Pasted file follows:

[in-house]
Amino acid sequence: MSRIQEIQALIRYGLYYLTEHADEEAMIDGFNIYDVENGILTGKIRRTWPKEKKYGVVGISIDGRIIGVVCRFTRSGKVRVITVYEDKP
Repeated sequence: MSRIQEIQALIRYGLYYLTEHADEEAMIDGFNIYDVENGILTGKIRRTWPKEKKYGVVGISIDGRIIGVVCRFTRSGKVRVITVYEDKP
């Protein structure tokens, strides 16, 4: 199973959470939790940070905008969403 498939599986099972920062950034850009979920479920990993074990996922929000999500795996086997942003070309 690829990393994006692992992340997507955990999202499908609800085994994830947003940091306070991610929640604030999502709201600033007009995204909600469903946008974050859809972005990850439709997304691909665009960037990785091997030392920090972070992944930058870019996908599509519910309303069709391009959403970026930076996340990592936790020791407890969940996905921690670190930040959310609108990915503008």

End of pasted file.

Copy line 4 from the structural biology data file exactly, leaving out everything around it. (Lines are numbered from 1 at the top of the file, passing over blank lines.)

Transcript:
């Protein structure tokens, strides 16, 4: 199973959470939790940070905008969403 498939599986099972920062950034850009979920479920990993074990996922929000999500795996086997942003070309 690829990393994006692992992340997507955990999202499908609800085994994830947003940091306070991610929640604030999502709201600033007009995204909600469903946008974050859809972005990850439709997304691909665009960037990785091997030392920090972070992944930058870019996908599509519910309303069709391009959403970026930076996340990592936790020791407890969940996905921690670190930040959310609108990915503008």